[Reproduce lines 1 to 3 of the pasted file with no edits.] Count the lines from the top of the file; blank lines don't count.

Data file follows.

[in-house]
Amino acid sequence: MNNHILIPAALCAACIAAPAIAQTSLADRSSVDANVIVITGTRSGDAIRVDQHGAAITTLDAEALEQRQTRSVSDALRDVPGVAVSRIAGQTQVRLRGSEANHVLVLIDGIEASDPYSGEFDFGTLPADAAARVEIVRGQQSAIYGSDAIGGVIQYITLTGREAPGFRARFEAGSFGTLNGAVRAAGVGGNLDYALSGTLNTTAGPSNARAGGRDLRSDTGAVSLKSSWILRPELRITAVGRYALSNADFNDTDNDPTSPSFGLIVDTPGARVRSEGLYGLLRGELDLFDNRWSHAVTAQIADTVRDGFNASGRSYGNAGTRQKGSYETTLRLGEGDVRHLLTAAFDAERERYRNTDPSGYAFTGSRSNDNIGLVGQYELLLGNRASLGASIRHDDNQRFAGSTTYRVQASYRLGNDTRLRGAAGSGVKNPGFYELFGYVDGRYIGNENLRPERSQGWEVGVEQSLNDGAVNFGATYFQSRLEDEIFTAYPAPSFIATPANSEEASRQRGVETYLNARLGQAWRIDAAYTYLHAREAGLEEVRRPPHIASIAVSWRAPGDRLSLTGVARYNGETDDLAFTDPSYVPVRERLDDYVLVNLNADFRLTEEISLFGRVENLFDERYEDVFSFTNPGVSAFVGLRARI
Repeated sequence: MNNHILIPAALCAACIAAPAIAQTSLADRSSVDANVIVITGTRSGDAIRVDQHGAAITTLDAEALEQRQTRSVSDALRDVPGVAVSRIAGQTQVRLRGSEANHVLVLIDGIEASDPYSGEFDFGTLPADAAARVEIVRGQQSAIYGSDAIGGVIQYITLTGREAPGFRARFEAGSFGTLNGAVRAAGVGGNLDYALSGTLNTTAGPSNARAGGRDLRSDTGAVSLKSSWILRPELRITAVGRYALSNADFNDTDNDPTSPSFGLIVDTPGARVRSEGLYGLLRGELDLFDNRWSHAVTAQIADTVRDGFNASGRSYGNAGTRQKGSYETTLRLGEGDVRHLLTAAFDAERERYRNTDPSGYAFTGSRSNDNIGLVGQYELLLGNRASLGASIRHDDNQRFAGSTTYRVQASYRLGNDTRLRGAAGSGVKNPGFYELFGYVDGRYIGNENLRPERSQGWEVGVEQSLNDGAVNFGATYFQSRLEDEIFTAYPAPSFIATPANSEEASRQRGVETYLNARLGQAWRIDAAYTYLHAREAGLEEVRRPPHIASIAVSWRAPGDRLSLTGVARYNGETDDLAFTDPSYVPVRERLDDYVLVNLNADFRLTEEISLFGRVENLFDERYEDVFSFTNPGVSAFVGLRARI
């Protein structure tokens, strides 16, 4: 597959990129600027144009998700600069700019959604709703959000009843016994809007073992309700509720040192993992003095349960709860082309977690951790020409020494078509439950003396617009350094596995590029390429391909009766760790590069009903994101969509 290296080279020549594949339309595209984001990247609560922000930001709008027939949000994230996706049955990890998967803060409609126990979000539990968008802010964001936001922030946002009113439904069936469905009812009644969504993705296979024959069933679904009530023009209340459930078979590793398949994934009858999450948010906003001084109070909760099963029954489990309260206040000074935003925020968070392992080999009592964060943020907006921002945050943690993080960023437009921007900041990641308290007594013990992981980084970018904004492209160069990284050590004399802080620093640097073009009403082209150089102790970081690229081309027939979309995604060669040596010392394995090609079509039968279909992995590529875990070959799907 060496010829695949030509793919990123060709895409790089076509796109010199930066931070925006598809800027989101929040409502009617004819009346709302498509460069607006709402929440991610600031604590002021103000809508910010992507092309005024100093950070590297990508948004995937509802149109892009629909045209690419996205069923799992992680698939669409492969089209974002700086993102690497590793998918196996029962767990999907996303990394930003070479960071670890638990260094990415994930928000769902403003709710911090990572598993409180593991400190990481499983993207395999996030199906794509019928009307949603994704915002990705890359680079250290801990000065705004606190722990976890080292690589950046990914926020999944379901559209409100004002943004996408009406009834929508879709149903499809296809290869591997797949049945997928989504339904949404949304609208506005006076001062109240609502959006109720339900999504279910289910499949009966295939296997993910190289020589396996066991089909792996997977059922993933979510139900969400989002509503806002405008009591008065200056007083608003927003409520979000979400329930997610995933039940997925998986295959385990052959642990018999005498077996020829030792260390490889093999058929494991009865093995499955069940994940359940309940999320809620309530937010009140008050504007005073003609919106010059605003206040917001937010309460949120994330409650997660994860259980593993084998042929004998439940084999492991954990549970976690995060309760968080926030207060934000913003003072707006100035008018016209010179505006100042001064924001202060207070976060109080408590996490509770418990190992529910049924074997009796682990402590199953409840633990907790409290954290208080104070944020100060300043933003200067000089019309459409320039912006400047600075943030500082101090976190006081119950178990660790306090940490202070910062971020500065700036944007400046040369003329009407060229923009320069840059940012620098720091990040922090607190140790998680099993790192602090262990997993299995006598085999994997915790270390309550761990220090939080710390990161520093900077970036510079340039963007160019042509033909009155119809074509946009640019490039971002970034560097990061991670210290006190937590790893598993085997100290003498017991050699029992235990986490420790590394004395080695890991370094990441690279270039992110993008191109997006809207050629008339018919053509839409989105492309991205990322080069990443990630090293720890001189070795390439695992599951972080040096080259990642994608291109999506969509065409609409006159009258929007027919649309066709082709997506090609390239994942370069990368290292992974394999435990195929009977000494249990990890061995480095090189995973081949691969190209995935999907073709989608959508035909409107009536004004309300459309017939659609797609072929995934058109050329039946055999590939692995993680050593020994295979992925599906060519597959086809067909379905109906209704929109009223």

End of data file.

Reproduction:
[in-house]
Amino acid sequence: MNNHILIPAALCAACIAAPAIAQTSLADRSSVDANVIVITGTRSGDAIRVDQHGAAITTLDAEALEQRQTRSVSDALRDVPGVAVSRIAGQTQVRLRGSEANHVLVLIDGIEASDPYSGEFDFGTLPADAAARVEIVRGQQSAIYGSDAIGGVIQYITLTGREAPGFRARFEAGSFGTLNGAVRAAGVGGNLDYALSGTLNTTAGPSNARAGGRDLRSDTGAVSLKSSWILRPELRITAVGRYALSNADFNDTDNDPTSPSFGLIVDTPGARVRSEGLYGLLRGELDLFDNRWSHAVTAQIADTVRDGFNASGRSYGNAGTRQKGSYETTLRLGEGDVRHLLTAAFDAERERYRNTDPSGYAFTGSRSNDNIGLVGQYELLLGNRASLGASIRHDDNQRFAGSTTYRVQASYRLGNDTRLRGAAGSGVKNPGFYELFGYVDGRYIGNENLRPERSQGWEVGVEQSLNDGAVNFGATYFQSRLEDEIFTAYPAPSFIATPANSEEASRQRGVETYLNARLGQAWRIDAAYTYLHAREAGLEEVRRPPHIASIAVSWRAPGDRLSLTGVARYNGETDDLAFTDPSYVPVRERLDDYVLVNLNADFRLTEEISLFGRVENLFDERYEDVFSFTNPGVSAFVGLRARI
Repeated sequence: MNNHILIPAALCAACIAAPAIAQTSLADRSSVDANVIVITGTRSGDAIRVDQHGAAITTLDAEALEQRQTRSVSDALRDVPGVAVSRIAGQTQVRLRGSEANHVLVLIDGIEASDPYSGEFDFGTLPADAAARVEIVRGQQSAIYGSDAIGGVIQYITLTGREAPGFRARFEAGSFGTLNGAVRAAGVGGNLDYALSGTLNTTAGPSNARAGGRDLRSDTGAVSLKSSWILRPELRITAVGRYALSNADFNDTDNDPTSPSFGLIVDTPGARVRSEGLYGLLRGELDLFDNRWSHAVTAQIADTVRDGFNASGRSYGNAGTRQKGSYETTLRLGEGDVRHLLTAAFDAERERYRNTDPSGYAFTGSRSNDNIGLVGQYELLLGNRASLGASIRHDDNQRFAGSTTYRVQASYRLGNDTRLRGAAGSGVKNPGFYELFGYVDGRYIGNENLRPERSQGWEVGVEQSLNDGAVNFGATYFQSRLEDEIFTAYPAPSFIATPANSEEASRQRGVETYLNARLGQAWRIDAAYTYLHAREAGLEEVRRPPHIASIAVSWRAPGDRLSLTGVARYNGETDDLAFTDPSYVPVRERLDDYVLVNLNADFRLTEEISLFGRVENLFDERYEDVFSFTNPGVSAFVGLRARI